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Film Analysis – High Noon

High Noon

In his biography, It’s a Mad, Mad, Mad, Mad World: A Life in Hollywood, Stanley Kramer had this to say about his film High Noon:  “It’s a story filled with tense anticipation but very little action. Since all those who read it thought of it as a Western, they expected to see guns blazing and horses galloping everywhere. In our minds, though, it wasn’t an action picture. We didn’t even think of it as a Western.”[1]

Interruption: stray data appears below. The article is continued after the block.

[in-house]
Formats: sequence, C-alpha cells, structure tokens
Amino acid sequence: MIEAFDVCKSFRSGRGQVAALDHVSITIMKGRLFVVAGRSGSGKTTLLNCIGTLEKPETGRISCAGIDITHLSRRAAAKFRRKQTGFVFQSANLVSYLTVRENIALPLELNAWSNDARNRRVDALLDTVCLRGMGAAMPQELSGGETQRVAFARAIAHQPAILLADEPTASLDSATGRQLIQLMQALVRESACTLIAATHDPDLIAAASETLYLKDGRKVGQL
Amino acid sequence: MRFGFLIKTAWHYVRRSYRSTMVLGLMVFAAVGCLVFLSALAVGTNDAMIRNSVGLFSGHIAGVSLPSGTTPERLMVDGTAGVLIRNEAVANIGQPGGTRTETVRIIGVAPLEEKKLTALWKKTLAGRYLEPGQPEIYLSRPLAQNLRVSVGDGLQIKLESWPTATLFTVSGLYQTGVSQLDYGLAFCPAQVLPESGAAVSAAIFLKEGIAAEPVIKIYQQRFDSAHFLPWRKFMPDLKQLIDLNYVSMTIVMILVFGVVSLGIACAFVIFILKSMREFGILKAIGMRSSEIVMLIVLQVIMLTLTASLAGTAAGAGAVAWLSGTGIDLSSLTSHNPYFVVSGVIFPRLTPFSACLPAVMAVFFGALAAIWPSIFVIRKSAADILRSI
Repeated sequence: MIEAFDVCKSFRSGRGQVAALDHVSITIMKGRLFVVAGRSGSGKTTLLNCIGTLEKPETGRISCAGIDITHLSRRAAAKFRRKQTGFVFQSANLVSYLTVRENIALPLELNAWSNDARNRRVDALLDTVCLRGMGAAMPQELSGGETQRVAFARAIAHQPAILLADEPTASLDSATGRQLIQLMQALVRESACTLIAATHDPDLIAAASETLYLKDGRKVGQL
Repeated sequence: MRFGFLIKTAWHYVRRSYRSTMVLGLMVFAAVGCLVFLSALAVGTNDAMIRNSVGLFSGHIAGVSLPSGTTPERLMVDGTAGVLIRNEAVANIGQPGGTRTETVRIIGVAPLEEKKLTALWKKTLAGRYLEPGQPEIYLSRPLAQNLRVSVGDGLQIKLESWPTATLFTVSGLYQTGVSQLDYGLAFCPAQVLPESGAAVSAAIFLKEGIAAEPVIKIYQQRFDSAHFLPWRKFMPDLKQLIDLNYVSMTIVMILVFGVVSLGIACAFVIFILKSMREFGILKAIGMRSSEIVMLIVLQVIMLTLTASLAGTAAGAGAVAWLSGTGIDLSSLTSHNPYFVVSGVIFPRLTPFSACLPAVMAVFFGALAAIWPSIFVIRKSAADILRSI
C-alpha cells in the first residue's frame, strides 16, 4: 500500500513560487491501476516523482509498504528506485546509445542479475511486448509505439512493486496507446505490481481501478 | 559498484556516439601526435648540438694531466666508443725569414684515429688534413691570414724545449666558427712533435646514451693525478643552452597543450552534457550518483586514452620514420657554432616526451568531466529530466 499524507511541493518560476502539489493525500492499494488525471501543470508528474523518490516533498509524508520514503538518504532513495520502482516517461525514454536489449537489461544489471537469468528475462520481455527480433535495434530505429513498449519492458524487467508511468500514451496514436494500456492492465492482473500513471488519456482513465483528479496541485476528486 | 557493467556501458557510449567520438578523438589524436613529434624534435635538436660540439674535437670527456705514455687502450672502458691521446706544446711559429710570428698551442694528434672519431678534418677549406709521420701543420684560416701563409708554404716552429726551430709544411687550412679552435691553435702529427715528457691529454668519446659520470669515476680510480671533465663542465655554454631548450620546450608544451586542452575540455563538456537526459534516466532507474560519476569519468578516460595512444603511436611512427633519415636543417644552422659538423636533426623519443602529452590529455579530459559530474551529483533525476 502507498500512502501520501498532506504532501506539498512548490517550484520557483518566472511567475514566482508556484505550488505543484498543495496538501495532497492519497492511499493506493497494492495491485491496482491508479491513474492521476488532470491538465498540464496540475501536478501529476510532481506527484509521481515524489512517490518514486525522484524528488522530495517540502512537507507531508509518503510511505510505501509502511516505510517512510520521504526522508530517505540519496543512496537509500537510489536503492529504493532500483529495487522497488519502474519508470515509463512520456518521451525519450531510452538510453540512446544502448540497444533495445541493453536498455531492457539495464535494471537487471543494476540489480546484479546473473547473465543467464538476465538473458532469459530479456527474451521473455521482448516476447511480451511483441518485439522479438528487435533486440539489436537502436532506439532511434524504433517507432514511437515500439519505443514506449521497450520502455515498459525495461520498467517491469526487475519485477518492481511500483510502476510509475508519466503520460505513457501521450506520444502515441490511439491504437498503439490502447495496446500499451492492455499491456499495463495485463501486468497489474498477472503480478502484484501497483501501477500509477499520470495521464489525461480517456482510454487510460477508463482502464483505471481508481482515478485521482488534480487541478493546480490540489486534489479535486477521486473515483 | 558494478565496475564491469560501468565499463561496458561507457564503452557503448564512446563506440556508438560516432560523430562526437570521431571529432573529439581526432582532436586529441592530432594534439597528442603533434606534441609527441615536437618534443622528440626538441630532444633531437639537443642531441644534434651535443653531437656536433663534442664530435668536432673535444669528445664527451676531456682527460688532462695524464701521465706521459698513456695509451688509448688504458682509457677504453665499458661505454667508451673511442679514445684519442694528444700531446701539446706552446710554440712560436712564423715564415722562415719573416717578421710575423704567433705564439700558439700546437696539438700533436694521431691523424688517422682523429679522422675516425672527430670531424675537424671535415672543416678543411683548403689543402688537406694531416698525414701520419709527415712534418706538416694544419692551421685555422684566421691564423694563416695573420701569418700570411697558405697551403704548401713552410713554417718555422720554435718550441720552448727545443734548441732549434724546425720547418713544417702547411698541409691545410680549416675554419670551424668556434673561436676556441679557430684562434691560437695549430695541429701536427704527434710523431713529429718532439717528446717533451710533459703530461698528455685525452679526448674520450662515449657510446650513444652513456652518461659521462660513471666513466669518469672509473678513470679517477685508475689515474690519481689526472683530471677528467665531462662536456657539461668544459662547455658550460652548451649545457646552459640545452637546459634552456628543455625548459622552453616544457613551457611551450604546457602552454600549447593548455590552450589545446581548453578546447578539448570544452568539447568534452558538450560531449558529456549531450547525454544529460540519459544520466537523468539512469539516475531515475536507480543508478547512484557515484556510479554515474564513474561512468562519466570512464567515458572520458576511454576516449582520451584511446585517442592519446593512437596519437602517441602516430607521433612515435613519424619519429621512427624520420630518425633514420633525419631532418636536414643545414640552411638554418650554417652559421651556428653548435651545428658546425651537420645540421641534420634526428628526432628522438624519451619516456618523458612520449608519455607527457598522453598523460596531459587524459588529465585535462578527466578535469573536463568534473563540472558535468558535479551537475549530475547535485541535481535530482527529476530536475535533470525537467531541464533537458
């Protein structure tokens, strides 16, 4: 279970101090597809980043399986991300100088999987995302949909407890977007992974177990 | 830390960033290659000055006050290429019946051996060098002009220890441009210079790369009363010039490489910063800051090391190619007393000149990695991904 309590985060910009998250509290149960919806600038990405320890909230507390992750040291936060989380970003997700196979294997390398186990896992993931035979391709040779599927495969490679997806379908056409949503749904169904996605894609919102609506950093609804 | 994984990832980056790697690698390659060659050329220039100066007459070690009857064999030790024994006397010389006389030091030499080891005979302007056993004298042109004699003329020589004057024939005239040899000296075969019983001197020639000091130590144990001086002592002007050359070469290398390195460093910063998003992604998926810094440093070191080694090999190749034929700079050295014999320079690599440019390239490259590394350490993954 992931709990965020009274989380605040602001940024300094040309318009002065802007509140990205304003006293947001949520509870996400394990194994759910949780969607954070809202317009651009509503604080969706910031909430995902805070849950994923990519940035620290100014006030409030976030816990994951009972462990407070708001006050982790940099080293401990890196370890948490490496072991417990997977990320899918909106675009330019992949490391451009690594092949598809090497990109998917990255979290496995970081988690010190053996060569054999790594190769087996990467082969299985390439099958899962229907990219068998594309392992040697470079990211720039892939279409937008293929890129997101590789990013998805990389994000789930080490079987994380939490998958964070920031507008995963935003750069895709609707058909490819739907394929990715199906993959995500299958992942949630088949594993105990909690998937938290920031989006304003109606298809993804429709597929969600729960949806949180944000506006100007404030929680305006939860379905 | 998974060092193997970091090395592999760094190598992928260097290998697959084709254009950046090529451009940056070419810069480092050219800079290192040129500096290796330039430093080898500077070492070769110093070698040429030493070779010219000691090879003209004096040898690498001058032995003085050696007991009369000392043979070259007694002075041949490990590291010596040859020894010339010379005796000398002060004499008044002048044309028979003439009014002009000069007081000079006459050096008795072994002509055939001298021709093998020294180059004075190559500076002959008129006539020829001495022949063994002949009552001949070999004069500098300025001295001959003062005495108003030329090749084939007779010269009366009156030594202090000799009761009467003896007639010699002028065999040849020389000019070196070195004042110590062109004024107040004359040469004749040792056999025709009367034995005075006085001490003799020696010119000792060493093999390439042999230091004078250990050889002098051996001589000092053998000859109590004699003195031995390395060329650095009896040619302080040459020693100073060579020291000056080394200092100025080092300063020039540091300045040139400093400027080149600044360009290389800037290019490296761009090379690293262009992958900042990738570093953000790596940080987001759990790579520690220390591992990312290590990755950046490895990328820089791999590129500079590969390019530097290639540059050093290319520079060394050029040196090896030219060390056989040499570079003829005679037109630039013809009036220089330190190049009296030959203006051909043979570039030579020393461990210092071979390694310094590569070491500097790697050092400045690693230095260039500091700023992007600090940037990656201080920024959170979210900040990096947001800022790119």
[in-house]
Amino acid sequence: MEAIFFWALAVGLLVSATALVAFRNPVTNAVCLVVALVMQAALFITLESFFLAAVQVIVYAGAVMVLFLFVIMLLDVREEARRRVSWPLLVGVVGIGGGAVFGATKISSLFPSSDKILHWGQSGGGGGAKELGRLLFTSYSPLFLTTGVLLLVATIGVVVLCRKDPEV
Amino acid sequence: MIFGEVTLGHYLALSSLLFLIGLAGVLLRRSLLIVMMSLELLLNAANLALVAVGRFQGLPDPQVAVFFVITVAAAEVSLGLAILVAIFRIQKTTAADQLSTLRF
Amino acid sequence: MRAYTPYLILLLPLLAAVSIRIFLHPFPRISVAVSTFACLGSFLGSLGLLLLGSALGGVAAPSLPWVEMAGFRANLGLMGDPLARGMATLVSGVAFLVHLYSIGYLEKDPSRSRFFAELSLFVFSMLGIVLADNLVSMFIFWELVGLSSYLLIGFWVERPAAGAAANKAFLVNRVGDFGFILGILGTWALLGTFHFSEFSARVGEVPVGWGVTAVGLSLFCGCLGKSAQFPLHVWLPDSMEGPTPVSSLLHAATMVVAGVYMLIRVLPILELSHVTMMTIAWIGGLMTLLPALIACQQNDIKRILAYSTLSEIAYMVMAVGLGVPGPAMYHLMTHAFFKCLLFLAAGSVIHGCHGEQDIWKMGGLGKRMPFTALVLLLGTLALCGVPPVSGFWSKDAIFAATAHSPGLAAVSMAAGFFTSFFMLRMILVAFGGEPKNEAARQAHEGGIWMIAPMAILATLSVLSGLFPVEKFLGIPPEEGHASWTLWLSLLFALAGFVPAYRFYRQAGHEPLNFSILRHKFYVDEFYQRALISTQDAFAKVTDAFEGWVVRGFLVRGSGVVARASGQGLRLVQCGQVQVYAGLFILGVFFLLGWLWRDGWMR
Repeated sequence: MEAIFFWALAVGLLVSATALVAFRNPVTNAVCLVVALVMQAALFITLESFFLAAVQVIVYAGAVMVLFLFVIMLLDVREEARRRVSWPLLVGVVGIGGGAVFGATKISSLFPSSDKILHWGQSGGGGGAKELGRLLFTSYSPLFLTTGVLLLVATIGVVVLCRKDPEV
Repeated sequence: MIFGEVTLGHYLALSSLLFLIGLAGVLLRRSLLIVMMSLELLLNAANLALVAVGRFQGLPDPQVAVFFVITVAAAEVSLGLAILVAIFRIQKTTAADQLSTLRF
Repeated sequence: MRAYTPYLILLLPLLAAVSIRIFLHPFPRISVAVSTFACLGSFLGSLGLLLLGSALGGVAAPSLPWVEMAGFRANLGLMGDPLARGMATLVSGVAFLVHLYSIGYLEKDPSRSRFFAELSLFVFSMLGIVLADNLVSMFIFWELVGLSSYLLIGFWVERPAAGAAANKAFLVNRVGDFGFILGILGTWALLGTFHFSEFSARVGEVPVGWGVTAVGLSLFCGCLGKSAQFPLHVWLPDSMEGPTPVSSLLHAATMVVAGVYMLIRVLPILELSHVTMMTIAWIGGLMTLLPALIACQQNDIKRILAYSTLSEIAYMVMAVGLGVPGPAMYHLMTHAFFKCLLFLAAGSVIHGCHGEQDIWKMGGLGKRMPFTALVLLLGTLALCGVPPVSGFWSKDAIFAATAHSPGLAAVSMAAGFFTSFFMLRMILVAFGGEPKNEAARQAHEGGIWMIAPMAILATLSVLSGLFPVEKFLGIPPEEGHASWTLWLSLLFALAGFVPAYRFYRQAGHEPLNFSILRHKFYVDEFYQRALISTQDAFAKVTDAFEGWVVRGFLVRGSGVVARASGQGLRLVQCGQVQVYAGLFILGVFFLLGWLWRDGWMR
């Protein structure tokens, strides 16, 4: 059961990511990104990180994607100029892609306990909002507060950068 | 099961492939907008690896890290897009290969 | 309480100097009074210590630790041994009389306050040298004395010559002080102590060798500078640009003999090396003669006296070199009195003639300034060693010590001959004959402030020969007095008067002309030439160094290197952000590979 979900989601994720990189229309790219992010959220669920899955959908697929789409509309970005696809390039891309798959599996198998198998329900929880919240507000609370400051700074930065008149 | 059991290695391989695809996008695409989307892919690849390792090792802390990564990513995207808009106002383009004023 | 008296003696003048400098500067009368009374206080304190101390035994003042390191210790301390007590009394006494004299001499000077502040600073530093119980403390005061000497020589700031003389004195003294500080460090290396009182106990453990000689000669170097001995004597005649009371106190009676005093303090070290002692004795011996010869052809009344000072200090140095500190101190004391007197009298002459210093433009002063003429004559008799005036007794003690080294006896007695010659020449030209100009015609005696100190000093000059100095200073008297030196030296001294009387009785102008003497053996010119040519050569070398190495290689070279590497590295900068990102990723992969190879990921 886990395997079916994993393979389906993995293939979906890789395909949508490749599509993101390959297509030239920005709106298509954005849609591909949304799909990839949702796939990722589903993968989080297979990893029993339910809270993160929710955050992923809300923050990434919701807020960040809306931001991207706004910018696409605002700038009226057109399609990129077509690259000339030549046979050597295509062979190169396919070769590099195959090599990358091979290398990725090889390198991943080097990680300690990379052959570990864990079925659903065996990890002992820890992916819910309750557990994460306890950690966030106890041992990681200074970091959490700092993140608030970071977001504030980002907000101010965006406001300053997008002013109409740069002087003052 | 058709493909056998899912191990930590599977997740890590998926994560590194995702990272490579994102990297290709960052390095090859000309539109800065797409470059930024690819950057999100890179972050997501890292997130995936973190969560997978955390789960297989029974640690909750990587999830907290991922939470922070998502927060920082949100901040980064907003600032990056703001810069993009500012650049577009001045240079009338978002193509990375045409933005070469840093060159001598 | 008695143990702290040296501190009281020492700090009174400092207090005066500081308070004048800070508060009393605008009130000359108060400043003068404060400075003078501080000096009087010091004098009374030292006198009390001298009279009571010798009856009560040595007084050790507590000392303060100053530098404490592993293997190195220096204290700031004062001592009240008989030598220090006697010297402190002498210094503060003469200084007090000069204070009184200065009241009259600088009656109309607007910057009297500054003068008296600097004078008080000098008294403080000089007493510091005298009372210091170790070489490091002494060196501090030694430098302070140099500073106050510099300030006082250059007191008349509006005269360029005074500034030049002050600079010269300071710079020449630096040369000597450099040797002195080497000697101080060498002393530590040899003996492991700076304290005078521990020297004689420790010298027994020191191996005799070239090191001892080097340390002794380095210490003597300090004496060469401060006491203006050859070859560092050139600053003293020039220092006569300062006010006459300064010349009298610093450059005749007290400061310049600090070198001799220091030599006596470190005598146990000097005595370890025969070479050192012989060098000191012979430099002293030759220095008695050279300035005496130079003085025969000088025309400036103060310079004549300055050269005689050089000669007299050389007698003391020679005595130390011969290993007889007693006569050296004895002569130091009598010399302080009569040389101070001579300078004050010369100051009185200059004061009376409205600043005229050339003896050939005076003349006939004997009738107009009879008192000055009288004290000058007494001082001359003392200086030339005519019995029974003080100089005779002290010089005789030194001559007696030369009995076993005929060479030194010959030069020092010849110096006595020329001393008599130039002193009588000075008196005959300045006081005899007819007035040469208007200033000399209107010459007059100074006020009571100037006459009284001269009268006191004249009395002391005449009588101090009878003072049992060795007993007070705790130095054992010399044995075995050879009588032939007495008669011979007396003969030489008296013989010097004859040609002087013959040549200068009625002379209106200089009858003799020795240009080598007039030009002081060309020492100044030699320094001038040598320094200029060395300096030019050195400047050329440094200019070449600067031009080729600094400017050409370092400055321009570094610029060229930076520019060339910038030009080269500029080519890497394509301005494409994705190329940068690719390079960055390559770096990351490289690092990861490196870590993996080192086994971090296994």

As Kramer suggests, the film is certainly not a typical, classic cycle western.  High Noon marks a stark departure from audience expectations by mixing classical genre conventions with new revisionist twists and aesthetics.  The film puts a microscope on human nature, exploring a new level of emotional, moral and societal depth never before seen in primitive or classical cycles of western genre.

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